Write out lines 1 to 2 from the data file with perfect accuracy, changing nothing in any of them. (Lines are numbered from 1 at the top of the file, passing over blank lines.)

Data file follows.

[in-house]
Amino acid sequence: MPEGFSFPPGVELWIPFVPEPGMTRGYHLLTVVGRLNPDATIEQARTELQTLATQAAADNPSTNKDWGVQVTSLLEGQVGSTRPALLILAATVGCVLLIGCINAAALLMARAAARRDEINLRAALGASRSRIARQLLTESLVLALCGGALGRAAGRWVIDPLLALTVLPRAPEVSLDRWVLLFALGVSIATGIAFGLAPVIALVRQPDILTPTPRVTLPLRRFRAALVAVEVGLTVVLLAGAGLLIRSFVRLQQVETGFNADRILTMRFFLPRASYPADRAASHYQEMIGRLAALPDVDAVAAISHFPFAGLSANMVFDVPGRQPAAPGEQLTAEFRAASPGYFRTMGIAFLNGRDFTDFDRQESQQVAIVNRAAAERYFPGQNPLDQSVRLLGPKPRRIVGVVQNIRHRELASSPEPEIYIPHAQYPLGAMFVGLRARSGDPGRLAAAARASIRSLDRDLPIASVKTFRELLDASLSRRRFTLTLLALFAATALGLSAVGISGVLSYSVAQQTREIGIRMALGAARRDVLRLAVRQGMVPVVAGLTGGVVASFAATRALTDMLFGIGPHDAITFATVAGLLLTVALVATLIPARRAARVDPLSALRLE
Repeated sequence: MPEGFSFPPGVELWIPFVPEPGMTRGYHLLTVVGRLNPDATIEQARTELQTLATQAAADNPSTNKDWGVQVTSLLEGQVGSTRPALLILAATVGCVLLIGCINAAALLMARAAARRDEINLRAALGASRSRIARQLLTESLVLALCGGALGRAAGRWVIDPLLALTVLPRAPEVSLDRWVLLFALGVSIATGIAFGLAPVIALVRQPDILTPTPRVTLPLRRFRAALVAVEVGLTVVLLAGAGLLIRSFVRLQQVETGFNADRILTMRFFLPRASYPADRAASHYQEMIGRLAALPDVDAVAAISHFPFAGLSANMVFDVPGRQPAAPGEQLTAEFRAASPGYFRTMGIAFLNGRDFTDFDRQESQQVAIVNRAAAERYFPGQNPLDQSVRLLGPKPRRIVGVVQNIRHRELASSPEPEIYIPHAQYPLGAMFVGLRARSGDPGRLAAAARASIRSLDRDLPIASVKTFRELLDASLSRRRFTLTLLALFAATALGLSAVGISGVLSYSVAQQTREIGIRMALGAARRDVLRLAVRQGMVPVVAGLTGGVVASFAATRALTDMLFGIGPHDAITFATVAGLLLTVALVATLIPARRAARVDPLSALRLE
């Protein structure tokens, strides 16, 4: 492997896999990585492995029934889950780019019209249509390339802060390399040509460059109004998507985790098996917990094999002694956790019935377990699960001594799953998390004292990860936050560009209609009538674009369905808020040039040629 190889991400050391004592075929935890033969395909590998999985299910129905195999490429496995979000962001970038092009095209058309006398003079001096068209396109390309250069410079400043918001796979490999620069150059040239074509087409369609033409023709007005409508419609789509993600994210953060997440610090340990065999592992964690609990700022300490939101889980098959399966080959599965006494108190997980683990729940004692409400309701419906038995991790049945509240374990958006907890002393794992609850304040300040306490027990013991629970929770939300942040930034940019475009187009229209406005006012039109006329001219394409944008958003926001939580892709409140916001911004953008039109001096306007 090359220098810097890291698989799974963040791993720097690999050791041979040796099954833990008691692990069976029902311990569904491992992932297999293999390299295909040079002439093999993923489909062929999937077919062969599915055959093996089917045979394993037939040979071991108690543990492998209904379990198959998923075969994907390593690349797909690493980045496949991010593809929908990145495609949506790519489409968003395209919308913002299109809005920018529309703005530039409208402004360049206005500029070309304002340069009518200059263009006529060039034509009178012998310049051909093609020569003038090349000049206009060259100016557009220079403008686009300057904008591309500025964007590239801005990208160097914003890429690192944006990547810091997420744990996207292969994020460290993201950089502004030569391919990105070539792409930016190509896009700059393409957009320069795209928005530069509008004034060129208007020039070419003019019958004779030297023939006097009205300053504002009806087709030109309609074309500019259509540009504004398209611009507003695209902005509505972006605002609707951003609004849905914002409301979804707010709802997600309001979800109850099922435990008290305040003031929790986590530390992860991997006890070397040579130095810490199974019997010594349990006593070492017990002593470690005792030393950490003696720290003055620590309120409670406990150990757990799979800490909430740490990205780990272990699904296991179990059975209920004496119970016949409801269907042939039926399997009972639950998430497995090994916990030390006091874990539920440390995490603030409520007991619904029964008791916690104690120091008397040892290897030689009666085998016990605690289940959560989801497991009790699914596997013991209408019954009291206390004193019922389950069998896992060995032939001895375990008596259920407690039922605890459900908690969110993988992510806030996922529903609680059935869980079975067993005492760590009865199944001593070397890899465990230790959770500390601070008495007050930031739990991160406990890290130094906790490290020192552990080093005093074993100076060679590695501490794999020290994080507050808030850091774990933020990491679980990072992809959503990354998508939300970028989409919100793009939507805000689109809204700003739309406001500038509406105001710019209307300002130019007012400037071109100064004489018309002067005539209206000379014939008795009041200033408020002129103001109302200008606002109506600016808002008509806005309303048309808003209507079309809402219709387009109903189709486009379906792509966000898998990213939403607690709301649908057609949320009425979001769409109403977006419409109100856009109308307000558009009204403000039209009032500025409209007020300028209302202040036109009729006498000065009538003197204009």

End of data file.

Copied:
[in-house]
Amino acid sequence: MPEGFSFPPGVELWIPFVPEPGMTRGYHLLTVVGRLNPDATIEQARTELQTLATQAAADNPSTNKDWGVQVTSLLEGQVGSTRPALLILAATVGCVLLIGCINAAALLMARAAARRDEINLRAALGASRSRIARQLLTESLVLALCGGALGRAAGRWVIDPLLALTVLPRAPEVSLDRWVLLFALGVSIATGIAFGLAPVIALVRQPDILTPTPRVTLPLRRFRAALVAVEVGLTVVLLAGAGLLIRSFVRLQQVETGFNADRILTMRFFLPRASYPADRAASHYQEMIGRLAALPDVDAVAAISHFPFAGLSANMVFDVPGRQPAAPGEQLTAEFRAASPGYFRTMGIAFLNGRDFTDFDRQESQQVAIVNRAAAERYFPGQNPLDQSVRLLGPKPRRIVGVVQNIRHRELASSPEPEIYIPHAQYPLGAMFVGLRARSGDPGRLAAAARASIRSLDRDLPIASVKTFRELLDASLSRRRFTLTLLALFAATALGLSAVGISGVLSYSVAQQTREIGIRMALGAARRDVLRLAVRQGMVPVVAGLTGGVVASFAATRALTDMLFGIGPHDAITFATVAGLLLTVALVATLIPARRAARVDPLSALRLE